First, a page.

It’s Christmas time, and of course Indie Royale wouldn’t be Indie Royale without another indie games bundle for this season. Find out if the Xmas Bundle 2.0 awakens the Spirit of Christmas and deserves your attention and money.
6 games of different genres and styles are included in this compilation: a physics-based jump’n’think game, a puzzle platformer which will please Nintendo fans (or enrage them if they are too single-minded about plagiarism at first glance), two Serious Sam games which are no FPS titles but a run’n’gun and RPG (!) mix, an adventure-puzzle-hybrid with small robots who have different abilities, and a cute-looking but deep hexagon-tile-strategy simulation about conquering islands.
As always: time is of the essence, so here’s just a quick rundown of what to expect from each individual game:
(USA 2012, developer/publisher: Puppy Punch Productions, platform: PC)
Jump and puzzle your way with a lunar-lander-meets-tetris vehicle through physics-based environments.
Minimalistic graphics, a slow chiptune soundtrack and a simple premise make a great little puzzle game. Controls can get a bit frustrating, but that’s mainly because of the physics-based gameplay. Like the best examples of the genre, new mechanics and obstacles are introduced and the player is slowly led into more complex tasks he has to perform. Precise jumping and hitting switches in the correct order are necessary to progress, and planning in advance is key to finish the levels. Many restarts not included.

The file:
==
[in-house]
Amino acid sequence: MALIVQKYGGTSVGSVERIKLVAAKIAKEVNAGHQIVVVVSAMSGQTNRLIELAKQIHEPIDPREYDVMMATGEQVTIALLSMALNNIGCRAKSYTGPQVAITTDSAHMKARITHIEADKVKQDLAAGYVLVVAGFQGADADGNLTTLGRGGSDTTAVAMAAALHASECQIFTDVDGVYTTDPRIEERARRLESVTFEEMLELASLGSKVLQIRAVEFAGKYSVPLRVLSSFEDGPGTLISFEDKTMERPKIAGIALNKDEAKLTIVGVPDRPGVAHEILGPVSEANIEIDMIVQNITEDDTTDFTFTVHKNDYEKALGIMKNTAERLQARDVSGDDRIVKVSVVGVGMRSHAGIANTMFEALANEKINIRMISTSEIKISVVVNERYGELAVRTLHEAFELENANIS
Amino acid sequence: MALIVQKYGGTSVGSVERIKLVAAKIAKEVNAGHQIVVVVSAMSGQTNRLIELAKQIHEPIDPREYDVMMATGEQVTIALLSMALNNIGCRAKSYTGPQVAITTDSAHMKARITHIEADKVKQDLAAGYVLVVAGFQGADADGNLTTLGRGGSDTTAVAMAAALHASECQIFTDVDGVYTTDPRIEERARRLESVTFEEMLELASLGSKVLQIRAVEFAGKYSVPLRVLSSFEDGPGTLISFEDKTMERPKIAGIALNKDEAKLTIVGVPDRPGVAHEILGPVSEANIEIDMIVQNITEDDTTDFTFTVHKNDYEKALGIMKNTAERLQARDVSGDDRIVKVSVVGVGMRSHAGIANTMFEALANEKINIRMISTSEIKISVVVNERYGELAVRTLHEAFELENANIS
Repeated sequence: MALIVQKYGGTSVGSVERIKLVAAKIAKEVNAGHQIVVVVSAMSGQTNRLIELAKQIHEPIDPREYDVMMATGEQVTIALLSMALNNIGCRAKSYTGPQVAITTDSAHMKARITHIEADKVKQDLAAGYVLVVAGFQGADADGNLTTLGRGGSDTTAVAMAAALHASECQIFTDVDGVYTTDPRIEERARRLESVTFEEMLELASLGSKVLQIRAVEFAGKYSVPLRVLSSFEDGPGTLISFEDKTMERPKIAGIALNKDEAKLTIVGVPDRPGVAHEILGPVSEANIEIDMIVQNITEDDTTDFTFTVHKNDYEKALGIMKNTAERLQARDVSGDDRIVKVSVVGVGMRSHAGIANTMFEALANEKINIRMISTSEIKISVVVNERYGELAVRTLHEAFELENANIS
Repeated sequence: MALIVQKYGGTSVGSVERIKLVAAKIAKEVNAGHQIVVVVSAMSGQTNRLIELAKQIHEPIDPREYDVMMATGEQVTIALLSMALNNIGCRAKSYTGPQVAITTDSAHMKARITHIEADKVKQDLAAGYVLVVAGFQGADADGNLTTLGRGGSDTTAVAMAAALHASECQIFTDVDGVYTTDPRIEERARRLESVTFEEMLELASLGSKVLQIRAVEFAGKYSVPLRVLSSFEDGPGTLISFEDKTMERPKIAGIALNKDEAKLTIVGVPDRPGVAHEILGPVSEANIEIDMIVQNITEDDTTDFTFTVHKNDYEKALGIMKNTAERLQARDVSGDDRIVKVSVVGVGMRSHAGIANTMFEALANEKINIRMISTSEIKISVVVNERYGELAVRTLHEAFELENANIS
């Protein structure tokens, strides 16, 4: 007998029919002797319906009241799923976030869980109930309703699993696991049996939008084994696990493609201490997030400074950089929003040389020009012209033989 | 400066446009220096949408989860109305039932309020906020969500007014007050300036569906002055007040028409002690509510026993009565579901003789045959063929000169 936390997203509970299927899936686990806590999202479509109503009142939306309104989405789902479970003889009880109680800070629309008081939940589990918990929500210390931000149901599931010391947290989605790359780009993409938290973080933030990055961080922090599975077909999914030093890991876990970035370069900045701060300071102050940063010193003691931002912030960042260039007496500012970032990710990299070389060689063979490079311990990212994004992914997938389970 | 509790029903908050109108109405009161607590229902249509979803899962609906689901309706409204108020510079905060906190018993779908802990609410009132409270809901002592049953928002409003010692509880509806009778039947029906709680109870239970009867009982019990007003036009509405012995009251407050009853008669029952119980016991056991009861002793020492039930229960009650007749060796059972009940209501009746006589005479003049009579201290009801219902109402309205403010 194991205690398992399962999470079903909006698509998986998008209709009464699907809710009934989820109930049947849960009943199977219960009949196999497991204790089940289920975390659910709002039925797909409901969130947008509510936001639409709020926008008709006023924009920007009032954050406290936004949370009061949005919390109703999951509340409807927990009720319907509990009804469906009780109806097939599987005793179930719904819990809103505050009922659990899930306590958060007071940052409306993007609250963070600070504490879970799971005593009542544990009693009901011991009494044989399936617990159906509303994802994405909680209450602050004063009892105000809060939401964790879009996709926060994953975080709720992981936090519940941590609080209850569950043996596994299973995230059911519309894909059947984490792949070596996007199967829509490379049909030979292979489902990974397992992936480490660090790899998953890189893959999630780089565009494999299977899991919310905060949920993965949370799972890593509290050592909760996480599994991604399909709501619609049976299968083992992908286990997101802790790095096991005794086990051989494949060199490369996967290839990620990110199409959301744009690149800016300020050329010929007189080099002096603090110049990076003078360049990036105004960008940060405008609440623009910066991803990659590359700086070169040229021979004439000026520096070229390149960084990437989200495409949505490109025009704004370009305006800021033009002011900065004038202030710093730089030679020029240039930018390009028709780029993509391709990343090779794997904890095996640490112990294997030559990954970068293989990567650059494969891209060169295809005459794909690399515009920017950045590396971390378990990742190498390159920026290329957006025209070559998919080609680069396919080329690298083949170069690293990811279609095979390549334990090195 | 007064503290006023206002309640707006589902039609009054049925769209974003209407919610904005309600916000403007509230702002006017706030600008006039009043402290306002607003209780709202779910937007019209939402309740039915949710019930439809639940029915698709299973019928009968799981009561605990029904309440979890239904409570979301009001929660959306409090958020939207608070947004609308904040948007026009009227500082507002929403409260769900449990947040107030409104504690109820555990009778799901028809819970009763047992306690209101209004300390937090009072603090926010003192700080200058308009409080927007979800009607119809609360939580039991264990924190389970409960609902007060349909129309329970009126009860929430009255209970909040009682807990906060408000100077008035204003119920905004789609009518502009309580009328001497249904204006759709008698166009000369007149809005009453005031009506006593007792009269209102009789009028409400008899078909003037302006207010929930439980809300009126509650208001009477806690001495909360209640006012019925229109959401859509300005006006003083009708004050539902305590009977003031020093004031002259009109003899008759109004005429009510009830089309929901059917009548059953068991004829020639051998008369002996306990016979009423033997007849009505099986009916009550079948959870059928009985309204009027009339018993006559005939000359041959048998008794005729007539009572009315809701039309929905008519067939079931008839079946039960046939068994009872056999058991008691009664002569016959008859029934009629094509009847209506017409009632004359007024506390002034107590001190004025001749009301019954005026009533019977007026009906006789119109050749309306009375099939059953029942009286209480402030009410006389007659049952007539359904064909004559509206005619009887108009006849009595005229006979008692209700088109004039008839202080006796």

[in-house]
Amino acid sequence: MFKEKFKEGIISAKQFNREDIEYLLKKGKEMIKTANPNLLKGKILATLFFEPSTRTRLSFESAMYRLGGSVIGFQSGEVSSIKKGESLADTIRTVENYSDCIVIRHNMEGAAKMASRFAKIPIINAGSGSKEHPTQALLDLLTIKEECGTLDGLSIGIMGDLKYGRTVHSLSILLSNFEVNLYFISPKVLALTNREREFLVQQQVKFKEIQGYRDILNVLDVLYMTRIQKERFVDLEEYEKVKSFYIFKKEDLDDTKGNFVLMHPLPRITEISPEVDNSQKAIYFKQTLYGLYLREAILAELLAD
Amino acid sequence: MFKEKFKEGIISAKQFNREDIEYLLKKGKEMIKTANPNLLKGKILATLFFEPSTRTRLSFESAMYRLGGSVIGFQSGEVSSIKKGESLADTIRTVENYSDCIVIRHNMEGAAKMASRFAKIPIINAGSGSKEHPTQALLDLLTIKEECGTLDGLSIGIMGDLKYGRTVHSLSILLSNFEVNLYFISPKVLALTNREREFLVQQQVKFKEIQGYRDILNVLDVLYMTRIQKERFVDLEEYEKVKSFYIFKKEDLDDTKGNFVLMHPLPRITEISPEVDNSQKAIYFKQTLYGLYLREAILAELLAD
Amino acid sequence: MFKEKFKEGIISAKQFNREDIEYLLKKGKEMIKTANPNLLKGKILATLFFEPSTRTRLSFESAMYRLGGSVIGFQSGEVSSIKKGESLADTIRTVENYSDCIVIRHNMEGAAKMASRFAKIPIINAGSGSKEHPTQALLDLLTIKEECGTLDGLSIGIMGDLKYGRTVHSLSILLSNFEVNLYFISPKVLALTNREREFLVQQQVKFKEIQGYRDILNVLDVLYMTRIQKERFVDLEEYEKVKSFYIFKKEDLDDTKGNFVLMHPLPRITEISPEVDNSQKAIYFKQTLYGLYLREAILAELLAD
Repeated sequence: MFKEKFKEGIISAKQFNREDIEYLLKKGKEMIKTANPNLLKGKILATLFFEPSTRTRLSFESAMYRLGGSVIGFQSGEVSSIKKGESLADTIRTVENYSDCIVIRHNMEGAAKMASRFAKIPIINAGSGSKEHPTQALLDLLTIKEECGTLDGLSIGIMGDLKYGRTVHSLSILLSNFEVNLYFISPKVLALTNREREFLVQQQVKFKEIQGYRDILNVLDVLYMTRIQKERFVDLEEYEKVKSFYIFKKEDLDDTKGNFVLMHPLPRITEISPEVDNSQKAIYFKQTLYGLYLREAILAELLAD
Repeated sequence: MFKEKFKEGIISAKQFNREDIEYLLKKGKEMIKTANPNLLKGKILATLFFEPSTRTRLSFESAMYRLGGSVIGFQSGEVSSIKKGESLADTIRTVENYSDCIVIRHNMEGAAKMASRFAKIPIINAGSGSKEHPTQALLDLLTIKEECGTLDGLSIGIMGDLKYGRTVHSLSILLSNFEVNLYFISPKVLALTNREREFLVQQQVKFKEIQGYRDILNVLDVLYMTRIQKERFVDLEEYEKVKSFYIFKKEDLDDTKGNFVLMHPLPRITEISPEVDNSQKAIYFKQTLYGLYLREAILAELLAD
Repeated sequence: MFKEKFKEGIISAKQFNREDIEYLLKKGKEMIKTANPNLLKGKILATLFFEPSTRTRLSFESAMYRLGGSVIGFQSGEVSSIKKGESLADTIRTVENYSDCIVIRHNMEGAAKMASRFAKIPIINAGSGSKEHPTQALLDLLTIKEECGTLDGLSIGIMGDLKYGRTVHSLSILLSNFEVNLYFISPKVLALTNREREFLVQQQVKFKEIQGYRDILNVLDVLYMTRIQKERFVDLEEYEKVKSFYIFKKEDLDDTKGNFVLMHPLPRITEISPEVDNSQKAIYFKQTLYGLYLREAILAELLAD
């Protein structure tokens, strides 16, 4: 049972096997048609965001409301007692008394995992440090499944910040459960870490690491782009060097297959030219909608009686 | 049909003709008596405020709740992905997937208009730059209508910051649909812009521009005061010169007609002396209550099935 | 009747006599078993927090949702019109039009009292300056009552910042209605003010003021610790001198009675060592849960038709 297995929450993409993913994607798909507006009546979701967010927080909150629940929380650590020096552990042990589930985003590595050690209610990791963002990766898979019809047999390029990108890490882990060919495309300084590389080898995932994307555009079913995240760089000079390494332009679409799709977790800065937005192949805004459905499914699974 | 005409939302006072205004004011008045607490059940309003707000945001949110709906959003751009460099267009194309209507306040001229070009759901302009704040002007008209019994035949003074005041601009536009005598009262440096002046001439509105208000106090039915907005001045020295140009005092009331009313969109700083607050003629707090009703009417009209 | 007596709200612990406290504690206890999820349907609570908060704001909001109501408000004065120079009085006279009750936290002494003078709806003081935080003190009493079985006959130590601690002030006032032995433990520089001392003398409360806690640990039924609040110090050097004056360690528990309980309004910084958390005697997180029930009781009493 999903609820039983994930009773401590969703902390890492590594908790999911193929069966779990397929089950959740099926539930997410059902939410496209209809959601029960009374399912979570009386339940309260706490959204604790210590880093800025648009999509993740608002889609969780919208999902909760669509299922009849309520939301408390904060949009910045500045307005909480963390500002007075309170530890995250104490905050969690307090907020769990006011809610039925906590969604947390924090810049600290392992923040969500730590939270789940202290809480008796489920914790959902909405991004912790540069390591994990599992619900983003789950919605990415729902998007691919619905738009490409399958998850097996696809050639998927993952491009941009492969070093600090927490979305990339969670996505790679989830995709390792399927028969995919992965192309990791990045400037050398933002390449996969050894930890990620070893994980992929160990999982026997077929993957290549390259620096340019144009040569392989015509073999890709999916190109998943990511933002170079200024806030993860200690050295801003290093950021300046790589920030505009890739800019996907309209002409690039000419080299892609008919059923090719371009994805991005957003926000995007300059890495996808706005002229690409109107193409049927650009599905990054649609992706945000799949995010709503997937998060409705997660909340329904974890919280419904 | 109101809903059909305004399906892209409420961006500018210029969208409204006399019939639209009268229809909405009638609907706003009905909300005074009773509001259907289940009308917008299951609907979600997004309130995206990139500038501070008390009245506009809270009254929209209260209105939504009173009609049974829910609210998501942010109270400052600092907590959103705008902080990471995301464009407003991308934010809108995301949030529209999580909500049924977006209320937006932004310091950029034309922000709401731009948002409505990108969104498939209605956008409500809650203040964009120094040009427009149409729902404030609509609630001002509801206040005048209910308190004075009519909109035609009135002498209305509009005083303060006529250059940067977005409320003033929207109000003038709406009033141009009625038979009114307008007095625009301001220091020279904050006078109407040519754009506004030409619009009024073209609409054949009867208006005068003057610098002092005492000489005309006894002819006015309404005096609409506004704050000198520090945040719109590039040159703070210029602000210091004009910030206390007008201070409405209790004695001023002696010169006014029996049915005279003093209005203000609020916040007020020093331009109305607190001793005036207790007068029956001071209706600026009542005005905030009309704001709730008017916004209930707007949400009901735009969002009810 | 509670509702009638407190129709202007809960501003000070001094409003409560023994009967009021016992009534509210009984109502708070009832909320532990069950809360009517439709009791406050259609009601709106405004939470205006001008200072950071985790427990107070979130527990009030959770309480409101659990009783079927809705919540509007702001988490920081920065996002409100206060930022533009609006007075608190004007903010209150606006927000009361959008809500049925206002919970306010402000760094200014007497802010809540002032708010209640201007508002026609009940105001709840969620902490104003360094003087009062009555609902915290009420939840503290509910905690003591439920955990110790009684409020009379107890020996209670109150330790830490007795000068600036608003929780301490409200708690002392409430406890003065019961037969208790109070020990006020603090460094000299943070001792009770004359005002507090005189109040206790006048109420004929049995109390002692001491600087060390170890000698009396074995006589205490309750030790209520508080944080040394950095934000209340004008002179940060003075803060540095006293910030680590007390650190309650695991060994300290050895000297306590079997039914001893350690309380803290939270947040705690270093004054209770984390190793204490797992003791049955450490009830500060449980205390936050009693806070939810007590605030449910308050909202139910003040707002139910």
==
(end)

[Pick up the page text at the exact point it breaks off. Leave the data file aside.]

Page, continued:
(USA 2012, developer/publisher: Kyle Pulver, platform: PC)
Save your furry little friends by collecting and throwing them through puzzle-heavy jump’n’run worlds.
It looks like Kirby, it sounds like Kirby, but it isn’t a Kirby game. Even if graphics and soundtrack are as cheerful, catchy and downright exploiting as in Nintendo’s long-running series, there’s quite a different game under the cute presentation.
Making sure every little no-Kirby reaches the exit is no small feat when the level structure gets more complex. Take into account that the main no-Kirby protagonist can’t jump high enough when he/she/it carries the small ones and they can only be thrown in one direction (or dropped), even small obstacles can become a puzzle in themselves.
The first few levels are more like a tutorial, and the accomplishment even beginners feel, adds to the overall fun experience. Only keyboard controls can be a bit annoying, so this game cries for gamepad support and some HD visuals.
Serious Sam Double D
(USA 2011, developer/publisher: Mommy’s Best Games, platform: PC)
Play the man with big guns and no brain in a 2D jump’n’gun game.
It’s funny that unlike the good old Duke, the 2D platformer counterpart is released after the 3D version. It’s all there what makes the Sam series so appealing: Mindless shooting, out-of-the-blue spawning enemies, lots of them exploding in showers of blood, and a hero who’s as masochistic as he’s stupid.
Despite the familiarity, the game also introduces an interesting build-your-own-weapon mechanic. It might not be the most innovative, but it’s fun to stack different weapons on top of each other and see what carnage they do, and there’s going to be quite a lot of frantic action on the screen, to be sure.
But the game is not without its problems: Jumping and puzzle sections feel a bit out of place due to the controls (luckily a quicksave function is available to avoid most throwing-down-the-controller moments). Character models, even if true to the original, don’t look that impressive in 2D as well. Their portraits in cutscenes look more like a fanadventure attempt, but maybe that’s exactly what the game tries to achieve: a hobby programmer’s love letter to the Sam games, nothing more and certainly nothing less.